Bus Driver Seriously Injures Cyclist on Hudson River Greenway

Photo: ##https://twitter.com/HildaBikes/status/492305400432439296##@HildaBikes##
Photo: @HildaBikes

A bus driver seriously injured a cyclist on the Hudson River Greenway in Hell’s Kitchen this morning.

The crash occurred at 40th Street at approximately 9:42 a.m., according to FDNY. A man was transported to Bellevue Hospital in serious condition, a Fire Department spokesperson said.

Hilda Cohen tweeted the above photo of a stopped NY Waterway bus and a person on the ground near the right front wheel. According to Cohen, NYPD said the cyclist “hit the bus, but was then dragged under the front wheel.”

An NYPD spokesperson told Streetsblog the department’s public information office had no details on the crash. New York City drivers strike nearly two pedestrians and cyclists an hour, on average. NYPD normally disseminates information only on the most serious crashes.

NY Waterway buses cross the greenway to access the 39th Street ferry terminal.

In general, motorist encroachment on the greenway poses a serious hazard to cyclists and pedestrians. In 2006, an NYPD tow truck driver who failed to yield killed Carl Nacht as he rode on the path at 38th Street, two blocks south of this morning’s collision. The same year, Eugenio Cidron drove drunk from a Chelsea Piers parking lot onto the greenway and killed cyclist Eric Ng.

The Hudson River Park Trust gets revenue from commercial enterprises inside the park, several of which have parking lots and driveways. The Trust plans to add more driveways and conflict points across the greenway to serve a new retail and food market with 75 parking spaces at Pier 57 in Chelsea.

We will post more details on this crash as they become available. Please leave any tips in the comments.

  • Mike

    My commute includes the Hudson River Greenway from Chambers to 103rd Street. That stretch near 40th has a few spots where cars/buses cross the greenway. I always take it very slow along there. There are lights, but they are ignored by many — both drivers (mainly cabs) and cyclists (like 90% of us) will ignore/fail-to-notice the lights. Joggers all over the bike lane don’t help much either. I’m honestly amazed there aren’t more accidents.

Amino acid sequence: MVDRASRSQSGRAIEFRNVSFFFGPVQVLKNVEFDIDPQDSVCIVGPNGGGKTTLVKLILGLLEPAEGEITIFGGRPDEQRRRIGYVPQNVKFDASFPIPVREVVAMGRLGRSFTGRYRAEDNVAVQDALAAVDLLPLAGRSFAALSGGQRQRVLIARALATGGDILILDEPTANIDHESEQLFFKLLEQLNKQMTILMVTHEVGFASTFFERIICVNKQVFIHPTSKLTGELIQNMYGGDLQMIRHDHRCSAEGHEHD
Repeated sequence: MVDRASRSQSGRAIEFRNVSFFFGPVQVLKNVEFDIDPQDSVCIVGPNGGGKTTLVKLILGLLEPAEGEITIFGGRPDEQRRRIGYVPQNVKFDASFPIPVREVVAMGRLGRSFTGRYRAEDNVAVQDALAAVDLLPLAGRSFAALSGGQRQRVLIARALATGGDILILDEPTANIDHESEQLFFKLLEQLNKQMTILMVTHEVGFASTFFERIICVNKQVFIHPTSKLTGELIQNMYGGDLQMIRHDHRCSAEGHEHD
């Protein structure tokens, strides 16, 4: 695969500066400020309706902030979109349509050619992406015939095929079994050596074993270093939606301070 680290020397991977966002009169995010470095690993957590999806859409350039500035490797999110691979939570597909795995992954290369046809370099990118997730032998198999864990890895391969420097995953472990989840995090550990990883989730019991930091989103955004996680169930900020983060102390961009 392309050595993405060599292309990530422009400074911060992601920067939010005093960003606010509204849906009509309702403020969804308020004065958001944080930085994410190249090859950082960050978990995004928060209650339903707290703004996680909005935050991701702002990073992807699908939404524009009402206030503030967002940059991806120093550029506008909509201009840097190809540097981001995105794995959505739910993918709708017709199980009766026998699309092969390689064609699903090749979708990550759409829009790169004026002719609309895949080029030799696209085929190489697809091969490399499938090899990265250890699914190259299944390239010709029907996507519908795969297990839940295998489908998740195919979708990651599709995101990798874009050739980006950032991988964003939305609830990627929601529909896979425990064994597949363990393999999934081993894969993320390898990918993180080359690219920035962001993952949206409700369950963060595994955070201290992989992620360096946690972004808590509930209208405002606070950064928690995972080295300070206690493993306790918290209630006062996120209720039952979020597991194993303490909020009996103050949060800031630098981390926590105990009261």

I feel awful for this guy and hope that he’s ok — my tip is go slow and look in every direction through each of those intersections. In both directions (and especially from the north) you’re coming off a stretch free of stops or obstacles (except joggers and the occasional police horse), and it can be hard to change mindsets from zooming along to stop/start traffic, but folks need to slow down and be careful through this section.

  • Respectfully nitpicking: Is it certain the issue involves a *tour* bus operator? NY Waterways, whatever its pros and cons, normally might be considered something other than a tourist operation. Not sniping; just inquiring.

  • Amended, thanks.

  • Noticed that as well, looks like it was corrected already. I know several people who use that bus daily. It is a commuter bus.

  • Reader

    It’s not just that cars and buses cross the greenway, it’s that many of the access points from the West Side Highway are angled like highway off-ramps. There’s little that actually slows down drivers from 40 or 50 mph to a speed that would be appropriate for crossing a pedestrian- and cyclist-heavy environment, like 5 – 10 mph.

  • I used to cycle along the Greenway daily when my office was in midtown. I obviously don’t know what happened in this particular instance but those intersections are deadly and I share the views of those who’ve said it’s surprising there aren’t more crashes. I was careful always to obey the lights at the heavily-trafficked intersections because vehicles came through so fast. Vehicles turning from the northbound side of West St are particularly dangerous because they often won’t see cyclists on the Greenway as they swing across and they often complete their moves well after the lights change. I regularly remonstrated with bus drivers, taxi drivers and truck drivers who turned at speed through those intersections when I had the light.

    I feel very sorry indeed for the cyclist who’s been hurt in this incident and hope he makes a recovery.

  • Classic right hook. I was quite nearly hit in that exact spot last year. A cab right hooked me and I was forced to swerve into the sidewalk, and I fell off the bike. Luckily I escaped with just minor contusions.

    I still pass the spot every day, and it is often problematic. Both buses and cabs making a right turn from the adjacent West Side Highway often do not yield to bikes. From the position of this bus in the photo, it looks like it was making a right turn, so if the bus had a green light for the turn, then so did the cyclist. Clearly the bus did not yield.

    With the high volume of bike traffic this time of year, I believe many bus drivers get tired of waiting and just make a run for it when bike traffic appears to clear momentarily. If I see a bus waiting to turn as I approach, it is always a game of “will this bus driver yield the right of way to me.” Many times I’ve had to make sudden stops to avoid hitting a bus that has started turning. The problem is worst when there is bad weather, as the number of cyclists decreases and the number of people on the bus increases. Today’s overcast skies may have been a contributing factor.